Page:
Many key programming tools are technical in nature, relying on the uptake or use of knowledge in order to have an impact. These tools are not, however, deployed in a vacuum: they are used in contexts with diverse and often deeply-entrenched power dynamics and political economy features.
The challenges faced are well-known to development practitioners – and matter for the effectiveness, impact, and value for money of in-country programming. Knowledge-based modalities, such as technical assistance (TA) and policy dialogue, could have high impact at relatively low cost but not if they are deployed inappropriately. When undertaken without a clear strategy, there is a risk they can be a waste of money, resulting in nothing more than long reports that sit on shelves.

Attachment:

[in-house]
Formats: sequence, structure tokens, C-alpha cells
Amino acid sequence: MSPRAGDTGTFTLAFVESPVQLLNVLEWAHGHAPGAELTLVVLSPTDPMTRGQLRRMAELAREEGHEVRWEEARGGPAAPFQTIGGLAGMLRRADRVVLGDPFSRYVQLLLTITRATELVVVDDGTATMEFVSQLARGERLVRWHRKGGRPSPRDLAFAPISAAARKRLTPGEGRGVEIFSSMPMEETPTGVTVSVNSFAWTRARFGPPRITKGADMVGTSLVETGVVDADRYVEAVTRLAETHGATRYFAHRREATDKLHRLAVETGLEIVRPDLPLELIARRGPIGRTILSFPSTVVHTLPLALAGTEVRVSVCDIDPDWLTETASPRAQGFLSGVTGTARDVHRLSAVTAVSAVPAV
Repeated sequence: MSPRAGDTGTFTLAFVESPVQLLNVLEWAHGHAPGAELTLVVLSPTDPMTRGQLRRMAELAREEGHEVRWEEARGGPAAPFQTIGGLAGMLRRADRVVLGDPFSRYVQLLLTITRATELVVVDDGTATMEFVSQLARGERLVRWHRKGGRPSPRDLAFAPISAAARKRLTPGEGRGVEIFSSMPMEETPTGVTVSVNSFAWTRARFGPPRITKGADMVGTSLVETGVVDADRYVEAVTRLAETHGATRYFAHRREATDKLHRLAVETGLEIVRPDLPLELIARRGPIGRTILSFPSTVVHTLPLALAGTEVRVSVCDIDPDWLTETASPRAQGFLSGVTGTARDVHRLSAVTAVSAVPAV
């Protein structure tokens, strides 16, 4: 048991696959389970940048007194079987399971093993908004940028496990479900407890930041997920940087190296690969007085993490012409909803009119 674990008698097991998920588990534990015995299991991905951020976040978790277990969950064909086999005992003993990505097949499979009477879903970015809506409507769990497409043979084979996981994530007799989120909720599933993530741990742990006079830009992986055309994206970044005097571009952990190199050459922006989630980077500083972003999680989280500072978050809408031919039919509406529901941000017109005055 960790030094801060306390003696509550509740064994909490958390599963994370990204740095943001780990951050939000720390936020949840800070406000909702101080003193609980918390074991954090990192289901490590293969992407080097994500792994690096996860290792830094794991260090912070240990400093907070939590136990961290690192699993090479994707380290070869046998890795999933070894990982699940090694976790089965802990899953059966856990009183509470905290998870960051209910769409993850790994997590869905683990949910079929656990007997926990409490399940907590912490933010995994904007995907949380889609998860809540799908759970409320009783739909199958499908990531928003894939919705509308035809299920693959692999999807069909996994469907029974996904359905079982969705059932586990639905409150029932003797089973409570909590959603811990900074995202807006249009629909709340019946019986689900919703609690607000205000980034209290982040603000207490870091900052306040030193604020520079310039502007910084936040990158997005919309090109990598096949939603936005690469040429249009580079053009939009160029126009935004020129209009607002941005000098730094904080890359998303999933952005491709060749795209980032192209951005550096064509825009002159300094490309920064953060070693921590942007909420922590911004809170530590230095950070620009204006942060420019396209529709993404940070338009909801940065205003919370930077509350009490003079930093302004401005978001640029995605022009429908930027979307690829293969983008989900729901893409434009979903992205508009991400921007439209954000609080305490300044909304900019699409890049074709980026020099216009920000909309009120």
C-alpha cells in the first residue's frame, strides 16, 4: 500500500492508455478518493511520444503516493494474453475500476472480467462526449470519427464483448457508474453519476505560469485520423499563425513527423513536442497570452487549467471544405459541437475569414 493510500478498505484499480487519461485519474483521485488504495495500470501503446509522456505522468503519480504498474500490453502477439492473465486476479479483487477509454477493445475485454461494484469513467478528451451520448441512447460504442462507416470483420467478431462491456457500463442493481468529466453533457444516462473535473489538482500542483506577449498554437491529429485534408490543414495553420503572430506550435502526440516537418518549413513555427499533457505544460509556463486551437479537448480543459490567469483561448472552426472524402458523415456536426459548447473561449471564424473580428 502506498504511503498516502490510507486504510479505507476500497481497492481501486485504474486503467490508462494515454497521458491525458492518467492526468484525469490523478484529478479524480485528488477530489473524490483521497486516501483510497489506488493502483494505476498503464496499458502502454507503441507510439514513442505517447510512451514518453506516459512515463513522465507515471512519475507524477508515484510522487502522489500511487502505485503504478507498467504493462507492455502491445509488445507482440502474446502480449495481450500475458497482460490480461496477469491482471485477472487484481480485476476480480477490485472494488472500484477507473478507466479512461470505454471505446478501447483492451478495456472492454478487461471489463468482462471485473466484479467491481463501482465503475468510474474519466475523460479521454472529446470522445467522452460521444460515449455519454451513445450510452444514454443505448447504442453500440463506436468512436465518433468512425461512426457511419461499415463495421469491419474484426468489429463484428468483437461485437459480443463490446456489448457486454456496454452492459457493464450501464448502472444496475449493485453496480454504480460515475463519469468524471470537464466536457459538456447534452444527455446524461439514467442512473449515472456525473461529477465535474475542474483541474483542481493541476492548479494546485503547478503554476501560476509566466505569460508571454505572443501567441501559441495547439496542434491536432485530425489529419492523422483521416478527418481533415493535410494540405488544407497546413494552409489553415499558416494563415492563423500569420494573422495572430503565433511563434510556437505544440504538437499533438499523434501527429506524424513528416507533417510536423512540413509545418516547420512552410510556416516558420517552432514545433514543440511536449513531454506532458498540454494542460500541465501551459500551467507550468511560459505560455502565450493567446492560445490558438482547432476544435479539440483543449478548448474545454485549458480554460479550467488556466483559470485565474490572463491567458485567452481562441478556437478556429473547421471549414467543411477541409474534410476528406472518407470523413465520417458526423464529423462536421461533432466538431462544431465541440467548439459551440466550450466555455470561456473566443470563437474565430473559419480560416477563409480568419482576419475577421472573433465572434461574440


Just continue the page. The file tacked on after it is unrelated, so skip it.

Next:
This Background Note draws on a recent ODI book, Knowledge, Policy and Power in International Development, to argue that in-country programming decisions should incorporate an analysis of the dynamics around knowledge, policy and power (KPP) to improve their effectiveness and value for money.
It looks at technical assistance, policy dialogue, capacity building and promoting technology uptake, and details the ways in which KPP analysis can guide programming processes. It concludes by examining some of the practical aspects of carrying out knowledge, policy and power analysis.